World financial crisis reveals vulnerability of Russia’s economy

By Vladimir Volkov
1 October 2008

Shocks throughout the world financial system, centered in the financial meltdown in the US, led by mid-September to a sharp fall on the Russian stock markets. The country is facing its greatest banking crisis since the default of August 1998, demonstrating the enormous vulnerability of the Russian economy to fluctuations on the world markets.

Russia’s financial crisis reached a high point on September 16-17, after the indexes of the two leading stock exchanges, the RTS and the MMVB, fell by 13-14 percent on the first day, and then by 6 and 3 percent, respectively, on the second.

On September 17, the Federal Service for Financial Markets decided to stop the trading of shares on both exchanges. They were only reopened two days later, on September 19, and then just for a few hours.

“This has been something absolutely irrational,” declared Sergei Grechishkin during the rush of events. He is president of the “KIT-Finance” bank, which was threatened with bankruptcy and began negotiations over the sale of its shares to a strategic partner. “We are witnessing completely senseless closing quotes, since, if you look at several indicators for the companies, the good news is phenomenal, but nobody wants to buy these shares, everyone wants to sell them.”

The crisis has entered a phase, he continued, “when no one is making rational decisions anymore.”

“The current prices cannot be adequately explained,” Andrei Kilin, assets manager at “Alfa Capital,” told the newspaper Kommersant September 17. “Many companies are trading lower than their actual capital, and the capitalization of several is even lower than the monetary resources of the companies’ own bank accounts.”

In response to the initial panic, the Russian government announced several wide-ranging emergency measures aimed at temporarily stabilizing the situation. It announced unprecedented aid to the banks in the amount of 1.5 trillion rubles ($60 billion). As a whole, the Ministry of Finance and the Bank of Russia are prepared to pour up to 3 trillion rubles into the financial system.

The Central Bank made the decision to sharply lower the standards of obligatory reserves for credit organizations, which would allow them to free up as much as 500 billion rubles ($20 billion).

At the same time, the Central Bank compiled a “red list” of 15 banks that are experiencing the most serious problems in meeting debt obligations and that need immediate financial assistance. All 15 banks are on the list of the country’s 50 biggest financial organizations.

The Russian stock exchange indexes reached their height in May of this year, after which they have steadily fallen.

While the RTS grew by approximately 250 percent from 2006 through May 2008, over the last four months it has lost more than half of its value, and the capitalization of the RTS has fallen by more than $100 billion.

Several foreign and domestic factors have prompted these developments.

As the Financial Times of London reported September 18, the election of Dmitry Medvedev as the new president of Russia raised the hopes of foreign investors for the regime’s liberalization. However, by the end of May, problems began for the oil company TNK-VR, half of which is owned by British investors. Following pressure organized by Russian shareholders, the main director of the firm, Robert Dudley of Britain, was forced to leave Russia, and control over decision-making in the company passed into the hands of Russian partners.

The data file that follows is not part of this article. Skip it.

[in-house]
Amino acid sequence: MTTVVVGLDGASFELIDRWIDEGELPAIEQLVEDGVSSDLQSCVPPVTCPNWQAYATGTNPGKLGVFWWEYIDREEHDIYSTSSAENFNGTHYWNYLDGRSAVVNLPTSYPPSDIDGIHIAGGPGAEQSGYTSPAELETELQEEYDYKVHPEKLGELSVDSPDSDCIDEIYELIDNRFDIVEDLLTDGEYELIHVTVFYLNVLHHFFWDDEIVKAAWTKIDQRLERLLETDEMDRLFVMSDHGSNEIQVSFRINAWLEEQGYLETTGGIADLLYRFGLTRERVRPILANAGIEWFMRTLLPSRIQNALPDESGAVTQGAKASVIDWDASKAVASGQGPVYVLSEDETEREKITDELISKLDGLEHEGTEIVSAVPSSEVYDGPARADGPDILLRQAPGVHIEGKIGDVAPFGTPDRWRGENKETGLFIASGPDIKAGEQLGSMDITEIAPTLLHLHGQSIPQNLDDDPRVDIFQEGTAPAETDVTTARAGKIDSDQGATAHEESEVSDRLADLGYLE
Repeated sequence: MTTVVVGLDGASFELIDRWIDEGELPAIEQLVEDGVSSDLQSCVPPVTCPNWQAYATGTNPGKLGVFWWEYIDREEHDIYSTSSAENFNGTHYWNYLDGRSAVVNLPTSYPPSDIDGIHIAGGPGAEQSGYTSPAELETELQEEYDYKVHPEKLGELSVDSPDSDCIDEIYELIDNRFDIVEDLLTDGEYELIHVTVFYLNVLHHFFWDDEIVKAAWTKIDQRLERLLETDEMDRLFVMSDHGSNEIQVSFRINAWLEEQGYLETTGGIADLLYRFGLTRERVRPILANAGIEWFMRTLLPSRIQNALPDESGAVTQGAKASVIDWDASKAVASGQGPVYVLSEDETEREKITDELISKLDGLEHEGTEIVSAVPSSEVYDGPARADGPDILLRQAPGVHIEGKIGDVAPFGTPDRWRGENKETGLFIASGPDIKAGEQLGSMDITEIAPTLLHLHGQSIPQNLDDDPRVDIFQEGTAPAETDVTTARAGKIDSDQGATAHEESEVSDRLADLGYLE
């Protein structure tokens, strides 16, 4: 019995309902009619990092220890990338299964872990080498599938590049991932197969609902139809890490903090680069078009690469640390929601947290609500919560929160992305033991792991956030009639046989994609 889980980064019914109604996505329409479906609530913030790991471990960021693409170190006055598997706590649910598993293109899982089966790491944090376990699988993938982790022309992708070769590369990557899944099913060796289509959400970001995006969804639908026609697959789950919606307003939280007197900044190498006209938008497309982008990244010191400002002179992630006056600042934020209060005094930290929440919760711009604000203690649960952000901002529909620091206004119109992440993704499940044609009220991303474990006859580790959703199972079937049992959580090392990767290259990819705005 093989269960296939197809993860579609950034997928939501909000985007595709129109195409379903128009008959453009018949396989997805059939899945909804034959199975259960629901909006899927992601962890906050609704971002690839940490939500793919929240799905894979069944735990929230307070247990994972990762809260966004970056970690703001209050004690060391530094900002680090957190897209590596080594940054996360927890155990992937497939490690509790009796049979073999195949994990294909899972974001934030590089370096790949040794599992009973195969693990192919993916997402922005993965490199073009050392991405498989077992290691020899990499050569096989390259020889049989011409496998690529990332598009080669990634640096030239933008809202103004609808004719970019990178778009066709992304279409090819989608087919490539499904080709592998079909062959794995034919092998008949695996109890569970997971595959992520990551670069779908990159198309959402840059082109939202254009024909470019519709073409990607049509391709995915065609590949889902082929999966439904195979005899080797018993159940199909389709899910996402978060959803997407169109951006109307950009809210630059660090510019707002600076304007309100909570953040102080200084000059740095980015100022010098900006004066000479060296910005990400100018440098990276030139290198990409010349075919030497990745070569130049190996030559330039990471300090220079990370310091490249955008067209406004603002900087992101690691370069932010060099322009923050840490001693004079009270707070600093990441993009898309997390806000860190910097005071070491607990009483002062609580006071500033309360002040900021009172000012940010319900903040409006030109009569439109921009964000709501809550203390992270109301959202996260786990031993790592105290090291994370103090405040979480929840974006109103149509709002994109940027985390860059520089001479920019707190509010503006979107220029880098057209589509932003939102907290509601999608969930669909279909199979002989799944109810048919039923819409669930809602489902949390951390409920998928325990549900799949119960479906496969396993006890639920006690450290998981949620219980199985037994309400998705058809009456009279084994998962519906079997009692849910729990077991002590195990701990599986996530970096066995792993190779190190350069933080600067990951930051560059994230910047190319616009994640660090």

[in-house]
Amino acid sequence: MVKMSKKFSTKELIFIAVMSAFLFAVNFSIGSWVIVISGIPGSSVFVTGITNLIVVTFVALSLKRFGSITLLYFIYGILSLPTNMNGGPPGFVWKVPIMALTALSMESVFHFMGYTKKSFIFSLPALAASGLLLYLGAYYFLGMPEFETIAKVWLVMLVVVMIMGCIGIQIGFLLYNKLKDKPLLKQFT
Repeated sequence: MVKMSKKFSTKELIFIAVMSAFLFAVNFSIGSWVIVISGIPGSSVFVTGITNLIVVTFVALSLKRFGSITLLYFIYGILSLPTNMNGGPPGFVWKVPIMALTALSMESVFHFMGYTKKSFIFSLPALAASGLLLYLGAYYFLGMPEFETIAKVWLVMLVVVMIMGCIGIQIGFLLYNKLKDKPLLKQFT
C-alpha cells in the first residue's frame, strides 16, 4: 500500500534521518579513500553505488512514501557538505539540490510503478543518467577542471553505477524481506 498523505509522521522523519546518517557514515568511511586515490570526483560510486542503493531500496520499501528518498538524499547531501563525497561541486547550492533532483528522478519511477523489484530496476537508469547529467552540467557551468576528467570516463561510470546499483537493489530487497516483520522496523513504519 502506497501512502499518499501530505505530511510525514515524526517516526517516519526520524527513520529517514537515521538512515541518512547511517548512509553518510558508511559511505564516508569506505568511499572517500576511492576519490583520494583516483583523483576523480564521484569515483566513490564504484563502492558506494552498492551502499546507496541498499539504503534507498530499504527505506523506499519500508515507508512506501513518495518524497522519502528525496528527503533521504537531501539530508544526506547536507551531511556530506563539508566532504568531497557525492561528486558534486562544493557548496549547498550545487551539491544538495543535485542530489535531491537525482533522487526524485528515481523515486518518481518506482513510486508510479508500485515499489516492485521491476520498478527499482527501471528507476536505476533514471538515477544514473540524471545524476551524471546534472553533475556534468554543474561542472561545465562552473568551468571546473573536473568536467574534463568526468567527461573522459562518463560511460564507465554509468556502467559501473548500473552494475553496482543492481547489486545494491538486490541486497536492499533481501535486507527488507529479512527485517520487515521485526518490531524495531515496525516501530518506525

This event was seen by Western capital as evidence of increased political risk involved in remaining in Russia.

Fear intensified after Prime Minister Vladimir Putin met with magnates of the metallurgy industry. He accused Igor Ziuzin, owner of the Mechel company, of manipulating prices. Moreover, Putin threatened to send a physician to his home to treat him, since the latter did not appear at the meeting, citing ill health as an excuse.

Mechel, whose shares are traded on the New York Stock Exchange, lost half its capitalization because of fear that the company is doomed to failure.

Then Russian anti-monopoly officials began to investigate the manipulation of prices in the major metallurgical companies; soon the investigation was widened to include the producers of fertilizer and cement. Investors began to fear that, because of government regulations, these companies are losing part of their profitability.

Finally, the war with Georgia increased fears that the Kremlin is acting capriciously. Figures about international reserves published by the Bank of Russia indicate that, from September 12-19, at the height of the crisis, the flow of private capital out of Russia reached about $10 billion, and from August 8--the moment that war began in South Ossetia--from $20 billion to $50 billion.

“Such a massive outflow [of capital],” wrote Kommersant on September 26, “can justifiably be seen as the main cause of the crisis on the Russian financial market.”

Edward Parker, head of the Fitch analytical group, told the Independent Gazette on September 19, “The harmful combination of instability on global financial markets, the lowering of oil prices, war in Georgia and concern over corporate management reduces the interest of investors in Russia and increases pressure on the banking sector.”